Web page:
Published: 26 March 2020| Version 2 | DOI: 10.17632/ggmdkjxsr7.2
Britany Raymond


Aim of the study: In-house cardiac arrest is a common event associated with high morbidity and mortality. Fortunately, an optimal clinical response can improve patient outcomes. Advanced cardiac life support (ACLS) guidelines represent evidence-based management of in-hospital cardiac arrest, but numerous studies show that compliance is suboptimal. We developed an electronic decision support tool and investigated whether the use of the tool improves adherence to ACLS guidelines. Methods: A prospective randomised trial was conducted at Vanderbilt University Medical Center. Unannounced in-situ simulations of in-hospital cardiac arrest were performed in intensive care unit settings over 15 months. Code teams assembled from physicians and nurses on clinical duty at the time of simulation were randomised to either the electronic decision support tool (eDST) or a control group. Simulations were video recorded and graded for adherence to ACLS guidelines. Results: Use of the new tool resulted in an absolute 10% increase in the percentage of correct clinical actions between the control (n=16) and intervention (eDST; n=11; 73% vs 83%; p=0.001). Use of the tool also resulted in a reduction in median number of errors committed per simulation (2 vs 1, p<0.001). Conclusion: In this study, an electronic decision support tool improved team performance as measured by increased adherence to ACLS guidelines and a reduction in errors. Future research should investigate optimal implementation of the eDST into routine clinical practice and observed impact on both process and outcome metrics.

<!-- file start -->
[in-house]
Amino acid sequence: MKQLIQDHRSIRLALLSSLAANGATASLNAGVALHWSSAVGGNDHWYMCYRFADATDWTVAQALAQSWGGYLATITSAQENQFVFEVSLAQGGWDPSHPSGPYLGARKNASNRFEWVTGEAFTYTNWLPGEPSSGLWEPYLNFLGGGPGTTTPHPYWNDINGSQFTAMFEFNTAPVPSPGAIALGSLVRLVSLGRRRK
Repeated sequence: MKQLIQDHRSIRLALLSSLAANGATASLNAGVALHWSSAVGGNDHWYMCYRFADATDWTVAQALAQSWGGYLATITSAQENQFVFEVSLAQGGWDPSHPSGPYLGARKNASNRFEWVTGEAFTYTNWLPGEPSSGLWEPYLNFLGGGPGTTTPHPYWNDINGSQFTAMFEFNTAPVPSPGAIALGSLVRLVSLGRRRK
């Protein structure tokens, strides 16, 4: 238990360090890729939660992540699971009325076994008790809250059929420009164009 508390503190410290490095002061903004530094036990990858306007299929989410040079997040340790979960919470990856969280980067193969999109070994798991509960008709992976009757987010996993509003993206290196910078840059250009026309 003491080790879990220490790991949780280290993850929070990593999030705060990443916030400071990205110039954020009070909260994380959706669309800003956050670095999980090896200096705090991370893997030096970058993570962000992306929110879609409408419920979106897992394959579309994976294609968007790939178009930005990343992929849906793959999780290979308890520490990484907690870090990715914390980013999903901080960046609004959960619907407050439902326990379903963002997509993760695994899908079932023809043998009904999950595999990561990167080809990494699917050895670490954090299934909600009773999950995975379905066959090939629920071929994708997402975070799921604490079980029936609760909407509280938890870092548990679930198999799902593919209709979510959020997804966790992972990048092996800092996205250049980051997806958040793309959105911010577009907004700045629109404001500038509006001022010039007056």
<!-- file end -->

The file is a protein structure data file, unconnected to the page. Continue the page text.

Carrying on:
Vanderbilt University


Decision Support Tools, Cardiac Arrest, Advanced Life Support